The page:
The Energy Excelerator, which supports 15 startups each year by connecting them with the right experts, investors, strategic partners and policy makers in Hawaii, the Asia Pacific and in the Mainland, is being honored on Tuesday by the Hawaii state Senate.
“The Energy Excelerator plays a vital role in helping solve Hawaii’s energy challenges,” Sen. Mike Gabbard, chairman of the Senate Committee on Energy and the Environment, said in a statement. “The success of this program reflects the caliber of companies the Energy Excelerator works with, both Hawaii- and mainland-based, and the leadership Hawaii demonstrates in new energy solutions.”
The Honolulu-based startup program supports 32 startups that have generated nearly $20 million in revenue, raised more than $55 million of follow-on funding and represent over 400 jobs. The Energy Excelerator awarded up to $1 million in funding so far to those firms.
The Energy Excelerator said that its ability to attract top startup talent also is pulling in key partners to the program and the energy ecosystem in Hawaii.
Just recently, the Excelerator was recently awarded $30 million from the U.S. Navy, received seed funding from the U.S. Department of Energy and is preparing to announce another significant partnership in the next few weeks.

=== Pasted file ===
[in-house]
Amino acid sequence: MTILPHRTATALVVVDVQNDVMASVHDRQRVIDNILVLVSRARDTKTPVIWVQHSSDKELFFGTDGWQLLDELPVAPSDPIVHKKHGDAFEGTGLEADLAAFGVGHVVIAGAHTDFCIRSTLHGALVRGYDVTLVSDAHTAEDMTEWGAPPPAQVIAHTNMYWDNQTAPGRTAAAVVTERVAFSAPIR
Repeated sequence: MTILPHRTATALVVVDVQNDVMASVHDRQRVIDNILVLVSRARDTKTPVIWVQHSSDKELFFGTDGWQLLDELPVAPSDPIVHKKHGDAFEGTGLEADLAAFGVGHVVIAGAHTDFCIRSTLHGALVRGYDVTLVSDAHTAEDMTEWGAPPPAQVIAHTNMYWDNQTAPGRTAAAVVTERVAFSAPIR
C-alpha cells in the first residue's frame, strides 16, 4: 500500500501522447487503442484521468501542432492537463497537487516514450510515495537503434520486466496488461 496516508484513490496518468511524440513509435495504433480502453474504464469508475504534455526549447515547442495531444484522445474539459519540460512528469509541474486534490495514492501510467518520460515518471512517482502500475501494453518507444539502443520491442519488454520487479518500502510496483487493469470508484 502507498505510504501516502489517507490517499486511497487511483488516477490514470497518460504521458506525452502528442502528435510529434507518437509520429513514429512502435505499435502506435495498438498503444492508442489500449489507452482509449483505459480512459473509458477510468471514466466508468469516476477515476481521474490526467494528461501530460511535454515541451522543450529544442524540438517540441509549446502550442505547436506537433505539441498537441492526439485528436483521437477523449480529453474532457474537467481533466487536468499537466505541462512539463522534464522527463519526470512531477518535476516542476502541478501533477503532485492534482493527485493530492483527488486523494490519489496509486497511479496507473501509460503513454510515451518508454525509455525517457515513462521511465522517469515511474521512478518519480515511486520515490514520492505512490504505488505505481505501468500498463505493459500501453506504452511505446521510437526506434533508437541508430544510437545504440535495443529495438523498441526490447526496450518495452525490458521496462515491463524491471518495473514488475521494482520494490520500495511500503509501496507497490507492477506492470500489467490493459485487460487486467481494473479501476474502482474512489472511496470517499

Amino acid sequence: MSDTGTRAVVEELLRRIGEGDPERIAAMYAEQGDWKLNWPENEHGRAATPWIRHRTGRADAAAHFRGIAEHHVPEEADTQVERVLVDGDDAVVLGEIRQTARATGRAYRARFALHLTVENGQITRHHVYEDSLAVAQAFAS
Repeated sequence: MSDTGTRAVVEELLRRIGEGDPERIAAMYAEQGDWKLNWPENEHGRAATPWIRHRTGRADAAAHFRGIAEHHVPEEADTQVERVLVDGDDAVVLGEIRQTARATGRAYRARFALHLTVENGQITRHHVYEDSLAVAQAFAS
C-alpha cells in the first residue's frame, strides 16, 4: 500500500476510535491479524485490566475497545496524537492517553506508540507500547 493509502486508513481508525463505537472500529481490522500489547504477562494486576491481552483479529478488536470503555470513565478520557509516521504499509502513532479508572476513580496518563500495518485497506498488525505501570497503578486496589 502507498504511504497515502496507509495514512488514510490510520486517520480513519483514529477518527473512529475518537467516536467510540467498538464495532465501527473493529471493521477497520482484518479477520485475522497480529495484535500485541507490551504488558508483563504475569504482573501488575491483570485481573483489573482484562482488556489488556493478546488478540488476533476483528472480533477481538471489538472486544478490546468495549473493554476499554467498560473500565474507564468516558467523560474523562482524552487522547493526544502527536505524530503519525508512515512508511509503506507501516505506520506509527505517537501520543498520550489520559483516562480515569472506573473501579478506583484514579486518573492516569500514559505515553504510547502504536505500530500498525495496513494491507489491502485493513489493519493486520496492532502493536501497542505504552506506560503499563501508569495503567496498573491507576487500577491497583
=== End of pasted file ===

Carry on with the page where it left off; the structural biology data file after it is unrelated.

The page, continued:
“Our core mission is to help these companies start in Hawaii and scale to the world,” Energy Excelerator Senior Manager Dawn Lippert said in a statement. “We seek program partners that align with our mission in helping these startups become successful in growing a vibrant ecosystem around energy innovation in Hawaii.”
Dennis Teranishi, CEO of Pacific International Center for High Technology Research, the nonprofit that oversees the Energy Excelerator program, said in a statement, that the state has all the right economic and environmental conditions for these startups.
“The state’s high energy prices make it an ideal early market for new energy solutions,” he said.
The Energy Excelerator has pegged the attention of others as well, including the Waimea Ocean Film Festival on the Big Island, which in January, featured its film on the big screen about the program.